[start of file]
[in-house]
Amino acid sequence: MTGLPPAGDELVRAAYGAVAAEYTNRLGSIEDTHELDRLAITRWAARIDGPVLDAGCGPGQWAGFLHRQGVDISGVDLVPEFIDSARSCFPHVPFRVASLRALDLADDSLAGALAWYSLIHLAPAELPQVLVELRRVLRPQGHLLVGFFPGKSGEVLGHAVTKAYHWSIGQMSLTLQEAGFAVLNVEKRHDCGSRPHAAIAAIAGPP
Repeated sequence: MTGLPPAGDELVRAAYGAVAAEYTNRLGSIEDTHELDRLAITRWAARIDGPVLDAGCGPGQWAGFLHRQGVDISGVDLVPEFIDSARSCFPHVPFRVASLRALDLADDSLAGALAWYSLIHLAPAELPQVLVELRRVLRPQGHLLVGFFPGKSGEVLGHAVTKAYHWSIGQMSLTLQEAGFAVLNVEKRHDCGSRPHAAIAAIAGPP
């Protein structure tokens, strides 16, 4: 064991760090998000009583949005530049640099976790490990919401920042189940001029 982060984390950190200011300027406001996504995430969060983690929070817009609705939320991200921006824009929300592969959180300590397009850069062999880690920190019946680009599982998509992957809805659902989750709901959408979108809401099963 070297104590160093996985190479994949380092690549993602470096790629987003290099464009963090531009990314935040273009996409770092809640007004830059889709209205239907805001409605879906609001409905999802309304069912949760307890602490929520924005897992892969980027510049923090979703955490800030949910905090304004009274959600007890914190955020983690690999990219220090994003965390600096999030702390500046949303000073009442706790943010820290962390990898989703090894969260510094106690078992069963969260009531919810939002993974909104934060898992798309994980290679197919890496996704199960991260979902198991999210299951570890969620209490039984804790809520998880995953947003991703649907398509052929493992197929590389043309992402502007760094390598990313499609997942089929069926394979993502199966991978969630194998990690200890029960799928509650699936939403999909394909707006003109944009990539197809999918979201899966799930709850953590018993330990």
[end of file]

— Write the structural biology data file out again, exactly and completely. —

[in-house]
Amino acid sequence: MTGLPPAGDELVRAAYGAVAAEYTNRLGSIEDTHELDRLAITRWAARIDGPVLDAGCGPGQWAGFLHRQGVDISGVDLVPEFIDSARSCFPHVPFRVASLRALDLADDSLAGALAWYSLIHLAPAELPQVLVELRRVLRPQGHLLVGFFPGKSGEVLGHAVTKAYHWSIGQMSLTLQEAGFAVLNVEKRHDCGSRPHAAIAAIAGPP
Repeated sequence: MTGLPPAGDELVRAAYGAVAAEYTNRLGSIEDTHELDRLAITRWAARIDGPVLDAGCGPGQWAGFLHRQGVDISGVDLVPEFIDSARSCFPHVPFRVASLRALDLADDSLAGALAWYSLIHLAPAELPQVLVELRRVLRPQGHLLVGFFPGKSGEVLGHAVTKAYHWSIGQMSLTLQEAGFAVLNVEKRHDCGSRPHAAIAAIAGPP
């Protein structure tokens, strides 16, 4: 064991760090998000009583949005530049640099976790490990919401920042189940001029 982060984390950190200011300027406001996504995430969060983690929070817009609705939320991200921006824009929300592969959180300590397009850069062999880690920190019946680009599982998509992957809805659902989750709901959408979108809401099963 070297104590160093996985190479994949380092690549993602470096790629987003290099464009963090531009990314935040273009996409770092809640007004830059889709209205239907805001409605879906609001409905999802309304069912949760307890602490929520924005897992892969980027510049923090979703955490800030949910905090304004009274959600007890914190955020983690690999990219220090994003965390600096999030702390500046949303000073009442706790943010820290962390990898989703090894969260510094106690078992069963969260009531919810939002993974909104934060898992798309994980290679197919890496996704199960991260979902198991999210299951570890969620209490039984804790809520998880995953947003991703649907398509052929493992197929590389043309992402502007760094390598990313499609997942089929069926394979993502199966991978969630194998990690200890029960799928509650699936939403999909394909707006003109944009990539197809999918979201899966799930709850953590018993330990």